EAST PROVIDENCE, R.I. (WPRI) – In their final debate before Election Day, the two candidates running for Fall River mayor sparred Friday over issues from crime statistics to pension payments and taxes.
Leading off, incumbent Mayor Jasiel Correia called allegations against him that federal investigators are looking into the finances of a private business he owned – an app called SnoOwl – “distractions.” The Fall River Herald News has reported that Correia said he was aware of the investigation, but during the debate he said there has been confusion about what he told the newspaper.
“I admitted I heard rumors,” Correia said during the debate on WPRI 12’s Newsmakers. “To my knowledge I can’t confirm or don’t know anything about what’s happening.”
His challenger, City Councilwoman Linda Pereira, responded: “If the mayor doesn’t feel there is an investigation, why did he hire lawyers?”
“I haven’t heard anybody come forward that has been a legitimate source that hasn’t had an axe to grind with me,” Correia said. “Nobody can confirm any of this. I’m a couple of days before an election, we have a positive record, we have a good record as an administration that has delivered more services to our taxpayers.”
The two were then asked about the staggering shortfall in Fall River’s pension and retiree health care plans, totaling more than $900 million. State officials have said the city needs to increase its payments to the pension fund alone by 6.5% every year, which would be an increase of roughly $2 million annually in the coming years.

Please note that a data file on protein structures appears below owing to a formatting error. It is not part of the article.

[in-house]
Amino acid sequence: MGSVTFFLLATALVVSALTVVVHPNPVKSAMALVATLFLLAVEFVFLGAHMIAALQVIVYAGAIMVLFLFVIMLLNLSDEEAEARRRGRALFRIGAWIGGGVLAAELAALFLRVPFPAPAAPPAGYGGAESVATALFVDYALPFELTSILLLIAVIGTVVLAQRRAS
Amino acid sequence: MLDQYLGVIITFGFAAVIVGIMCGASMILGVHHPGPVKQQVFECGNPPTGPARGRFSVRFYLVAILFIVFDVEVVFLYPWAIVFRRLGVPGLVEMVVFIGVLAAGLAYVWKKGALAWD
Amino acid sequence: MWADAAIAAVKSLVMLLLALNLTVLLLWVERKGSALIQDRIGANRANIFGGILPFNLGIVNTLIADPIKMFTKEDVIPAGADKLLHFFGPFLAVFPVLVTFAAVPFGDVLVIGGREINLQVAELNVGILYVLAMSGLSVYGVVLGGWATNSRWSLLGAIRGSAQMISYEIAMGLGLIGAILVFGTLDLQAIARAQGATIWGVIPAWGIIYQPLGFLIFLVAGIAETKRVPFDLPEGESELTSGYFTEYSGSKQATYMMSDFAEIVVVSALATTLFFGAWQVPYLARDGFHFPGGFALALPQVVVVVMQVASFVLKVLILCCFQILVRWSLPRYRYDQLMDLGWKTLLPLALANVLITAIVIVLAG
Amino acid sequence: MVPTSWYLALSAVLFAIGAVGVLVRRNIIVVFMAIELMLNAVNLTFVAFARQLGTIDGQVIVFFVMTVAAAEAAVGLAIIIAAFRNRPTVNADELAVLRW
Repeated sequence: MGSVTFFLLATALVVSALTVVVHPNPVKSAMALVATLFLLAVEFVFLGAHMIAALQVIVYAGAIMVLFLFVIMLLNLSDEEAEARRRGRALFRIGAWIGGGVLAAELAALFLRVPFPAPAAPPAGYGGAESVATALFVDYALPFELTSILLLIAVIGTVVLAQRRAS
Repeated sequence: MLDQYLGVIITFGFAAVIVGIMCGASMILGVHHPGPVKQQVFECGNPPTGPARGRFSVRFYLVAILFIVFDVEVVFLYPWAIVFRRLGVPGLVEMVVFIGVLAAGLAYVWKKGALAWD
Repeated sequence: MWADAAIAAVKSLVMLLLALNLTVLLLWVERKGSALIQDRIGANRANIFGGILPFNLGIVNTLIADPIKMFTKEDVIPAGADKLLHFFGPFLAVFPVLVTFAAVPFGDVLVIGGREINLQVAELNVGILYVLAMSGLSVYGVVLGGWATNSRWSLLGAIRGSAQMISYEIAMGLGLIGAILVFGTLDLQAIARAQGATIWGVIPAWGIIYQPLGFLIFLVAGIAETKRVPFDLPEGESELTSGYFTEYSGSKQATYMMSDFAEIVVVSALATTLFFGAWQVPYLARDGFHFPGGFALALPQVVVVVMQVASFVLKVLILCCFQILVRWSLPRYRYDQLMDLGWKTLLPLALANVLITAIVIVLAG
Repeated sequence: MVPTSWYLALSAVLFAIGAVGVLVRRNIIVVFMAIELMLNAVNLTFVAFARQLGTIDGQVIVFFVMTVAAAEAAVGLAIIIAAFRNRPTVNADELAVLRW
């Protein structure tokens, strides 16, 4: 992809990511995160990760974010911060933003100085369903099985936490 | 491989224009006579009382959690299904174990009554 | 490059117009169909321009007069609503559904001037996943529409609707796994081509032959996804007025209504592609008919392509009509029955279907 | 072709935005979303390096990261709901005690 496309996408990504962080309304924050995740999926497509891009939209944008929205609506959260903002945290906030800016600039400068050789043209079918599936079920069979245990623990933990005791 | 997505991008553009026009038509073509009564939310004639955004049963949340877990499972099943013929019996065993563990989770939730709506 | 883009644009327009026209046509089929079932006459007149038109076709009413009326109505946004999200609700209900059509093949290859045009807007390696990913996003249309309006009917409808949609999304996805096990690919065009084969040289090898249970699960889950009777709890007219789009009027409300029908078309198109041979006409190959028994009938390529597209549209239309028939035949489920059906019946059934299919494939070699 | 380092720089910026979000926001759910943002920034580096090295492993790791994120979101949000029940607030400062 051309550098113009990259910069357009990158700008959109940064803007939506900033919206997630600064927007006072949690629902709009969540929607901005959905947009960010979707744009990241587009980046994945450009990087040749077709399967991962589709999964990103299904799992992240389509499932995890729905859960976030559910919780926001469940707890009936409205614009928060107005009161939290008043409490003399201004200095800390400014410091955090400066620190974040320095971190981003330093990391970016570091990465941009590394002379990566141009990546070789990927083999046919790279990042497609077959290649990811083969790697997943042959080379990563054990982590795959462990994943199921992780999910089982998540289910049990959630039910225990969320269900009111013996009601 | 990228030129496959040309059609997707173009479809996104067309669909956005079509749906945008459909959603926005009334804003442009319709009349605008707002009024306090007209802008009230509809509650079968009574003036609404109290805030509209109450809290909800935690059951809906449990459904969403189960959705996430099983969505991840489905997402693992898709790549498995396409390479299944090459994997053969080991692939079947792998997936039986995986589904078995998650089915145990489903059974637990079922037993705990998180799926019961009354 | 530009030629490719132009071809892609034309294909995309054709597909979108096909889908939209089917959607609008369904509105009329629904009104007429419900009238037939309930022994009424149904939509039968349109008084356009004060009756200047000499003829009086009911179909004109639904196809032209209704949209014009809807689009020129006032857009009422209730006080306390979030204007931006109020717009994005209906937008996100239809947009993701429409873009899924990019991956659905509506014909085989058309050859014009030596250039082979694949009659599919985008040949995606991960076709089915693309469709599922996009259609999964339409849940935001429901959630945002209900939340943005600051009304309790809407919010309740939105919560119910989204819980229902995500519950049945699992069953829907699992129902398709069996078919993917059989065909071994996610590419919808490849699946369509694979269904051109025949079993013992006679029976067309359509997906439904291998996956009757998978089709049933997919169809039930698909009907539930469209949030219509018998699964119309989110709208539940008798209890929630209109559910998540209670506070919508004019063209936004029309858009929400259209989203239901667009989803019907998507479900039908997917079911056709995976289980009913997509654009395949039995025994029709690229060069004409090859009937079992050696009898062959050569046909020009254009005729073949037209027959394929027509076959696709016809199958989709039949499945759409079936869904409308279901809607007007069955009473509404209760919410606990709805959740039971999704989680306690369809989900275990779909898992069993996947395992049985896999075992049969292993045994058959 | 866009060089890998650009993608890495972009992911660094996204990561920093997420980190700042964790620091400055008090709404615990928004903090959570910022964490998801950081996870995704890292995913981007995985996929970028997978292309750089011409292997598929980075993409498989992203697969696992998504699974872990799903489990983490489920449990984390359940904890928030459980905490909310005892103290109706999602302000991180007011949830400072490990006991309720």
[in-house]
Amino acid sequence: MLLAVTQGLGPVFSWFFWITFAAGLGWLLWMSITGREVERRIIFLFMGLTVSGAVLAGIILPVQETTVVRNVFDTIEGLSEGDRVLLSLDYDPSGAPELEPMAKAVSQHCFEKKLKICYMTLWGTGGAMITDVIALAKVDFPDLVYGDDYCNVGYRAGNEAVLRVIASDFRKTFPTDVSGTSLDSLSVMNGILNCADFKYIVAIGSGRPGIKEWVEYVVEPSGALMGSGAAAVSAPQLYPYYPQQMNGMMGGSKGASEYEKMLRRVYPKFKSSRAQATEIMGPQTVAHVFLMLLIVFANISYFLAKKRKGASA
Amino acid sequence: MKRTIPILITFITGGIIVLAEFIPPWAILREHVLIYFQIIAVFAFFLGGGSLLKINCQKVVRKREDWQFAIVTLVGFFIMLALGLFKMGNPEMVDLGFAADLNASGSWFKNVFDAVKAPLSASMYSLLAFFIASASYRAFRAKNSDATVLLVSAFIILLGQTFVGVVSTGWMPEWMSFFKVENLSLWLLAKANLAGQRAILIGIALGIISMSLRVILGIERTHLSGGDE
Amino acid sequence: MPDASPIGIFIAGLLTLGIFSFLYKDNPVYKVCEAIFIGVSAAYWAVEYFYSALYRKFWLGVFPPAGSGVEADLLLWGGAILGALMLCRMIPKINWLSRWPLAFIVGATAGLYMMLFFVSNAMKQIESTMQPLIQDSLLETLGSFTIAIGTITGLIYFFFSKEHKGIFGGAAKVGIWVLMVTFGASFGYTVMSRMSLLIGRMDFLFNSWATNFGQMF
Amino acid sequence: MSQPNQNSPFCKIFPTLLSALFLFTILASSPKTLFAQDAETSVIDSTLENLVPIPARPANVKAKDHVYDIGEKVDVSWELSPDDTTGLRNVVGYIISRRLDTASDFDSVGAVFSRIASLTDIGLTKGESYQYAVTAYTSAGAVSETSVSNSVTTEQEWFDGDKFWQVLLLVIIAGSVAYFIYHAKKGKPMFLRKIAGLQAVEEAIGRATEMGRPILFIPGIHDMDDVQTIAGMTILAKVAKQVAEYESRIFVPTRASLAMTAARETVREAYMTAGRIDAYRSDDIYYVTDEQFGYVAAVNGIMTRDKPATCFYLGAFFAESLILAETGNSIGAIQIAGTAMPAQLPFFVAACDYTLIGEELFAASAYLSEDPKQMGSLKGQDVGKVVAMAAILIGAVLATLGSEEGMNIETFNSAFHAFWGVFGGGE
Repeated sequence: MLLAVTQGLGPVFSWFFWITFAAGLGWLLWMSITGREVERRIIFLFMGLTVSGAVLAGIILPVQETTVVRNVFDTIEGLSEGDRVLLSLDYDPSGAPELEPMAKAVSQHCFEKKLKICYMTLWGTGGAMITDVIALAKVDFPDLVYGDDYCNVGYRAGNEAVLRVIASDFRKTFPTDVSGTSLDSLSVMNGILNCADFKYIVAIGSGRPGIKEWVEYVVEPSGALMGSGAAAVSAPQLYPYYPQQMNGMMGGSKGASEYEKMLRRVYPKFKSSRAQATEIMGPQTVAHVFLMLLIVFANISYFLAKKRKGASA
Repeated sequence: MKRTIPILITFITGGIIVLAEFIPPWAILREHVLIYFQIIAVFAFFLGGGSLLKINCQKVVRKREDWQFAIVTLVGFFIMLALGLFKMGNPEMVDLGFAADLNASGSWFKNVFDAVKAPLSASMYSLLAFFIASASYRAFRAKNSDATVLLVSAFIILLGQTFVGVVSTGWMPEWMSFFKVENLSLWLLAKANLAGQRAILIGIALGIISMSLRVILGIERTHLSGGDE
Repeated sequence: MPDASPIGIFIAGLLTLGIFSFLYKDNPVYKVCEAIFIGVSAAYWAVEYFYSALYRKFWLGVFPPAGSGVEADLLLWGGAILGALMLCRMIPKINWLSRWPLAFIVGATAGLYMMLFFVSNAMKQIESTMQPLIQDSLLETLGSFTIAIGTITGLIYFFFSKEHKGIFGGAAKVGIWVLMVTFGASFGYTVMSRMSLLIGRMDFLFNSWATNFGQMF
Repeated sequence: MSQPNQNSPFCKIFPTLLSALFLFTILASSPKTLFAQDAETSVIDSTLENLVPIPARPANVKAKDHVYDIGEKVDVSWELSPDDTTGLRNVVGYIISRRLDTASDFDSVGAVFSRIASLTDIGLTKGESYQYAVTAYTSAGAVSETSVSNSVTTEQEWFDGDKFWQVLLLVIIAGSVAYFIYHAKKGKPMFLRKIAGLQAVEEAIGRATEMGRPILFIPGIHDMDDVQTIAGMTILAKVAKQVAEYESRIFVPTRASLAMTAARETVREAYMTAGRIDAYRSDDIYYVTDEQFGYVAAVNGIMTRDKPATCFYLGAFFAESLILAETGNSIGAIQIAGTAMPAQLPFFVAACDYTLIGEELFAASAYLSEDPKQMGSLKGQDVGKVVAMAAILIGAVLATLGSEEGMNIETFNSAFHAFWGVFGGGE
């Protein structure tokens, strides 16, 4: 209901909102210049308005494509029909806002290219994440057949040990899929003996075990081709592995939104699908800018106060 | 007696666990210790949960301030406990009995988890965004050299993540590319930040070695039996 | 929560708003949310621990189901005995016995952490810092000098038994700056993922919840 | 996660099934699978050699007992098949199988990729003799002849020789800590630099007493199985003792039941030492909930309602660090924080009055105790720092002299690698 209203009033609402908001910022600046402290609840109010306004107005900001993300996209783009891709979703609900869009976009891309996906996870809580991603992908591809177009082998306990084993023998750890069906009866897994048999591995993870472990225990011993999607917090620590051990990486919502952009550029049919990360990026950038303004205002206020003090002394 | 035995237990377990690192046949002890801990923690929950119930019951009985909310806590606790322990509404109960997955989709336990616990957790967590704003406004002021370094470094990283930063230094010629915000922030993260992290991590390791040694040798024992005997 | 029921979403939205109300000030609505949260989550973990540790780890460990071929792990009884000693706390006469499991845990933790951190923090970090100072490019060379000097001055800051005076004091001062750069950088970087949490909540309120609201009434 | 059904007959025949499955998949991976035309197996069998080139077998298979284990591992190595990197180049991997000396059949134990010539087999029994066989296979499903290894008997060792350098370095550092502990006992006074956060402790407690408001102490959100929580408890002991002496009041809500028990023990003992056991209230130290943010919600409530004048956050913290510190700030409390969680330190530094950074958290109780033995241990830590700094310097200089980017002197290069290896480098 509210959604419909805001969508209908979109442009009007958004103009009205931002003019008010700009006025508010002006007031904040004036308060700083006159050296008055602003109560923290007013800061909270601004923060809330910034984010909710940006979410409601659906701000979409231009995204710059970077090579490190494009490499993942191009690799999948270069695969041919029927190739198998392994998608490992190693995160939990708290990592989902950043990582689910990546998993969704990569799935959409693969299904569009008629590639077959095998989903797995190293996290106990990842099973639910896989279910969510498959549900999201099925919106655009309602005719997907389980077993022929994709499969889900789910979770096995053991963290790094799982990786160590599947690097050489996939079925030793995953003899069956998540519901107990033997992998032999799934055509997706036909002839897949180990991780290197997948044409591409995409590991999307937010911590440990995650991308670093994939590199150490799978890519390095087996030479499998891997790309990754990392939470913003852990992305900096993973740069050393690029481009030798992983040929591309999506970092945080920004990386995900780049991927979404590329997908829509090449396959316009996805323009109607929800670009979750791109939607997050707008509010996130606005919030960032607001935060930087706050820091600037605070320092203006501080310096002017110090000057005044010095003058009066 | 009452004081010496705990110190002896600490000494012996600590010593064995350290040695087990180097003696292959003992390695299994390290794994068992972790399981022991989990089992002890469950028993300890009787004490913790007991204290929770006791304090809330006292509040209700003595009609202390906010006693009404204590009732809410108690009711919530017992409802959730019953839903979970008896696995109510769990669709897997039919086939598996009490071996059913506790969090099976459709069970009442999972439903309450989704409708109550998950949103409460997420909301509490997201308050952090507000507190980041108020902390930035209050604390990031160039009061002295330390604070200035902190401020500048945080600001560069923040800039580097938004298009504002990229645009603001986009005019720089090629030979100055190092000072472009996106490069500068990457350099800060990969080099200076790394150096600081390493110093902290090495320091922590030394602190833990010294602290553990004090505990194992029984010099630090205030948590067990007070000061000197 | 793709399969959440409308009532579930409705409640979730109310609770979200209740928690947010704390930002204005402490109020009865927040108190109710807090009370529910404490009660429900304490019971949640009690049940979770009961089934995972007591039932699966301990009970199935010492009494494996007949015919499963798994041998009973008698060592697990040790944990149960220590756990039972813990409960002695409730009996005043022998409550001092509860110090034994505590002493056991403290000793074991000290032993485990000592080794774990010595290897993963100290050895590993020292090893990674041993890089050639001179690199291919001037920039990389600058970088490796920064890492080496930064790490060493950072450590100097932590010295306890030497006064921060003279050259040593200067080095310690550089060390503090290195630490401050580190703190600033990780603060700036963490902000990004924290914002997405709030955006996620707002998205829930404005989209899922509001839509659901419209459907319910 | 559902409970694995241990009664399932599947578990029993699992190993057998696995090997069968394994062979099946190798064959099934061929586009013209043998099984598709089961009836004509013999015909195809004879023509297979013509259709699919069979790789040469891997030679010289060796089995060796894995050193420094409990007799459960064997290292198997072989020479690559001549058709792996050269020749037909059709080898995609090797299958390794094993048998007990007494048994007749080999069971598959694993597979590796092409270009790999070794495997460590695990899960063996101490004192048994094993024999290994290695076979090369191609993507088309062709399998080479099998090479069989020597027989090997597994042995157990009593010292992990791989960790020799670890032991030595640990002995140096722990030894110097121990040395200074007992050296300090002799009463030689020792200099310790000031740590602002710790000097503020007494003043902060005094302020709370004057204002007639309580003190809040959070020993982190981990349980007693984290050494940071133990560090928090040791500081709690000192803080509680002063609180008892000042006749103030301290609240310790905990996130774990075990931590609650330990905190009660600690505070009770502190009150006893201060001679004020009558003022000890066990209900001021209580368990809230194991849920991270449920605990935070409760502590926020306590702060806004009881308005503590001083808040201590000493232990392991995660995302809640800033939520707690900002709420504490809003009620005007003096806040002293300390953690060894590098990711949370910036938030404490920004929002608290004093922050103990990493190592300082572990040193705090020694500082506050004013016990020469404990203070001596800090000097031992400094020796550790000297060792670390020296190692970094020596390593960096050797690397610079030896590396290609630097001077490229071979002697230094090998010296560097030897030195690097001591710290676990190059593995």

Both candidates said they were not willing to explore cutting retirees’ benefits to try and reduce the unfunded liability.
“All the communities around us are inheriting these issues that politicians from the past never dealt with,” Correia said. “We are now doing that.” He said the city is tapping into a surplus to create a trust fund in case benefits can’t be afforded in the future.
Asked if she would increase taxes or cut spending as mayor, Pereira said, “You might do a little bit of both.”
“The pension has to be supported,” she said. “The money has to be put there.”
Pereira took the mayor to task for what she said was “off the charts” crime in the city, despite FBI statistics that show violent crime was down in Fall River in 2016.
“You can say the stats are down … [but] the shootings in Fall River are off the charts,” Pereira said. “To have gun casings and shells in the streets in Fall River, we really need to look at that.”
“Councilor Pereira constantly says that shootings are ‘off the charts’ but provides no charts,” Correia shot back. “Every debate we’ve had – and we’ve had several – she has never provided a chart that shows that evidence.”
“My charts and data come from our police department,” he added.
During a rapid-fire section of questions – where the candidates are asked to give one-word answers – Correia said he opposes the newly proposed changes to the city’s charter which would make changes to how city government operates, while Pereira supports it.
Both candidates supported the Massachusetts “fair share” ballot question that would apply a 4% income-tax surtax to those who make $1 million or more. And both opposed term limits for the office of mayor.
Correia gave Gov. Charlie Baker an “A” for his job performance, while Pereira said the governor has earned a “B.” Pereira awarded President Trump a “D,” while Correia gave him a “C.”
Correia said he is opposed to requiring Fall River police officers to wear body cameras, while Pereira supports it.
Correia was elected mayor in 2015 as the youngest mayor in Fall River history. He previously served on the City Council. Pereira has been on the City Council for 16 years and currently serves as the vice-chair.